At the time, the soon-to-be-acquired U.S. enterprise – always moving forward – implemented laser guidance technology. Triangulation was the key word, indicates Noble: “The new technology is a triangulation of laser targets placed throughout a factory, warehouse or distribution center. It’s similar to a car with a GPS system, which triangulates off of satellites. An AGV in a factory or other settings, using laser guidance, has a spinning laser atop the autonomous vehicle, and it triangulates position based on known locations of the reflective targets precisely placed. We know the target coordinates and where we are in a facility. We are accurate to fractions of an inch.”

FAST FORWARD TO THE PRESENT
“That’s how we became Egemin, and we have been Egemin for 11 years now, but our core business began in 1976,” says Noble.

Today, Egemin Automation Inc. is the leading AGVS provider, and its Holland, Mich. production facility represents a global center of excellence for the technology (mechanical design, electrical design, software design, manufacturing, installation and support). From this location, more than 5,000 AGVs have been manufactured and then installed. Many clients rank among the Fortune 500. Specific industries served include automotive, electronics, food and beverage, plastics, pharmaceutical, textiles, newspaper, paper and printing, laboratory, manufacturing, and warehousing and distribution, among others. The AGVS products it provides are equipped with the most advanced laser safety sensors available and meet or exceed all ANSI and OSHA requirements for material handling. Navigation systems also include laser, inertial (magnet), natural target, optical and wire technologies.

Vehicle types offered include forklifts, tugger vehicles, unit load vehicles, trailer loaders, Mailmobile® AGVs and Packmobile® AGVs. These systems are comprised of E’tricc® AGV management software (Egemin Transport Intelligent Control Center), the E’nsor® navigation system (Egemin Navigation System On Robot) and communication system. Interfacing with other equipment and/or control systems on the shop floor, the technology boasts a battery charge system and wireless network infrastructure. Depending on the upper-level software and tracking needs, Egemin offers E’wcs (Egemin Warehouse Control System) and E’wms® (Egemin Warehouse Management System) software.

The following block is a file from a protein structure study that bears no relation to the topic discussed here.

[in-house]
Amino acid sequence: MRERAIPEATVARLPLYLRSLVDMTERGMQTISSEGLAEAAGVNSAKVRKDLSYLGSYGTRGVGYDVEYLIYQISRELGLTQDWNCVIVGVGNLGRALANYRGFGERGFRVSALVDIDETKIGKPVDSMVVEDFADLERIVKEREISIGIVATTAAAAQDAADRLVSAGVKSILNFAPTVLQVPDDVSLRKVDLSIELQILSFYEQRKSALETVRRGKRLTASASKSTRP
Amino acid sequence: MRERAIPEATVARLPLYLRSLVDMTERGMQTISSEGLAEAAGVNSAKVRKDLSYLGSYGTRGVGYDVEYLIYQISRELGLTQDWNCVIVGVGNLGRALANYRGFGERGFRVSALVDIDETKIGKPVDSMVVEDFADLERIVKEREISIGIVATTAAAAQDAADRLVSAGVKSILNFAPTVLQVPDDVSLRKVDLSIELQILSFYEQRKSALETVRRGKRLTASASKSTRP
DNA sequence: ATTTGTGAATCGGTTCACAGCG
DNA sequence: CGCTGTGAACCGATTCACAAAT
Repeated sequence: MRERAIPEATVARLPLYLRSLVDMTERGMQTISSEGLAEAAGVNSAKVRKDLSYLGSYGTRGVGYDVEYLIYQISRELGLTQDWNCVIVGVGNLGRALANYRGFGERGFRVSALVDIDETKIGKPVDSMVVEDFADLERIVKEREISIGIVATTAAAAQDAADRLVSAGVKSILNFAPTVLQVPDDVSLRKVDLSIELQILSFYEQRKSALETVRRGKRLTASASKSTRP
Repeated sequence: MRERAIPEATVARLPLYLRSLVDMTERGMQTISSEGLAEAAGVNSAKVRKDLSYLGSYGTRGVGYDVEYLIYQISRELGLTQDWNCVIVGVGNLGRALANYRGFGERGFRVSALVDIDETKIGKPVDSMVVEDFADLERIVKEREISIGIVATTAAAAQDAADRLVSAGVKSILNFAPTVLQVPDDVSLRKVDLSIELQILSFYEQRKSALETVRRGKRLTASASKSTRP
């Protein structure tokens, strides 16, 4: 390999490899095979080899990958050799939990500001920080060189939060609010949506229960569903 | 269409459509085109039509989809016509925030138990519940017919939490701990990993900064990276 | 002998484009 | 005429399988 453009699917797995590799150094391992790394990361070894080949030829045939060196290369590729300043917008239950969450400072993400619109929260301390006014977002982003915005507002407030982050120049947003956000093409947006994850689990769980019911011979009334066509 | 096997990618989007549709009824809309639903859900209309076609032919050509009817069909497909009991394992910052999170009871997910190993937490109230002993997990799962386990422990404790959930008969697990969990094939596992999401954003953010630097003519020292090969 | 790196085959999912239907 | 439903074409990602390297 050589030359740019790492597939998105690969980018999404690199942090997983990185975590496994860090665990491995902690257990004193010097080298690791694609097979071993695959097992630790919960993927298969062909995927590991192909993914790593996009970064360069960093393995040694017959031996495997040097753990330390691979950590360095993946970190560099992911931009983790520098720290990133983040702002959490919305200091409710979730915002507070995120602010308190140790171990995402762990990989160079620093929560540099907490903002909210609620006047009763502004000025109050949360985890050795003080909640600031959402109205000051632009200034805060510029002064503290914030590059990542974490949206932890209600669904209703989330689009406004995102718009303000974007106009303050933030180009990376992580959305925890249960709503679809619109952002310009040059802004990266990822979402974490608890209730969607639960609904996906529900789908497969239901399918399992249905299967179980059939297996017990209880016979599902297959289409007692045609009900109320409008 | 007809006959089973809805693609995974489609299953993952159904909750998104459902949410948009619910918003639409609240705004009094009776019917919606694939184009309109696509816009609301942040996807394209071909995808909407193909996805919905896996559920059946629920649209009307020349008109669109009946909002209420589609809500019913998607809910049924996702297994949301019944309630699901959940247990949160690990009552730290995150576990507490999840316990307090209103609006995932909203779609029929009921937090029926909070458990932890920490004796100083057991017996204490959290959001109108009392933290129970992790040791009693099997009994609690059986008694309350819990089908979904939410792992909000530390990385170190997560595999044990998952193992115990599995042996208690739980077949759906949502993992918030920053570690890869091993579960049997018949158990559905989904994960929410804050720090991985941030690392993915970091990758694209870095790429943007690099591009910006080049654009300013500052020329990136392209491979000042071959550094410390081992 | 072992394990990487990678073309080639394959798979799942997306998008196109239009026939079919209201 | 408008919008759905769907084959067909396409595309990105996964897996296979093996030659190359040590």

Egemin also provides training before and after installation. “We supply the training related to maintenance at our Michigan headquarters [Holland] prior to shipping. We also provide onsite training sessions for operators,” says Noble.

ONGOING DEVELOPMENT
Continued innovation led Egemin Automation to develop a hybrid man-a-board forklift/AGV, which combines manual and automatic operations onto a standard off-the-shelf forklift to provide manufacturing and distribution centers with optimal material handling flexibility. The recently launched hybrid is available in two sizes – 3,500 and 5,500-pound capacities – and efficiently moves pallets between manufacturing cells, warehousing and standard over-the-road trailers. The versatile vehicles offer lifting heights up to 23 feet, deep-lane floor stacking, pushback rack, drive-in rack and standard racking.

The hybrid comes standard with industrial lead-acid batteries, laser guidance and navigation, advanced laser safety systems, graphical touch screen monitor, Windows OS on solid-state drive (SSD) media and 802.11 wireless communications. Optional components based on specific system requirements include RFID readers, bar code scanners, 3D camera technology, robotic battery exchange system, automatic battery charging, mechanism side shift and automated single/double fork systems. So far, it has well served companies in the food and beverage, plastics, consumer goods and “big box” retail distribution markets. Customers based their deployment decision on the technology’s flexibility, familiarity, reliability and affordability.

“This represents a natural evolution that was a long time coming,” comments Noble. “It goes back to the 1990s, when we moved to an off-the-shelf platform. There was always a desire for a forklift option that had AGV controls. The problem was, up until recently, there hasn’t been a forklift with the on-board electronics and controls that meshed with the requirements for precision guidance. But today, these two standup forklifts meet those requirements, and that enabled us to tie in our precision controls.”

Noble points something else out: “This wasn’t developed for a specific project, which is where a lot of our designs arise. Rather, we determined that this was something the industry needed. So, we got industry input and developed a vehicle that has been well received. This design covers more than 90 percent of manufacturing, warehousing and distribution pallet movement requirements.”

He describes the hybrid as a game changer. “But that doesn’t mean that manufactured, customized vehicles will go away, because customers will always need vehicles designed to perform a specific function,” Noble reminds.

RARE ROI RATE
Noble emphasizes that companies comprised of factories, warehouses and distribution centers that operate 24/7 need to look at this type of technology. “It’s a huge labor saver,” he points out.

He does the math: “If you have four forklift operators, each earning about $50,000, and you have four-shift operations, you’re looking at $200,000 per shift times four shifts. That’s $800,000 – almost a million dollars. So, if you invest $1.5 million into a system, you’ll realize a less than two-year return on investment. After the second year, a company will be saving almost a million dollars a year. That’s money that can be invested into other technologies, or into research and development, and into improved efficiencies, product quality and just about anything else that can make an organization much more competitive.”

There’s not much more that can be said after that.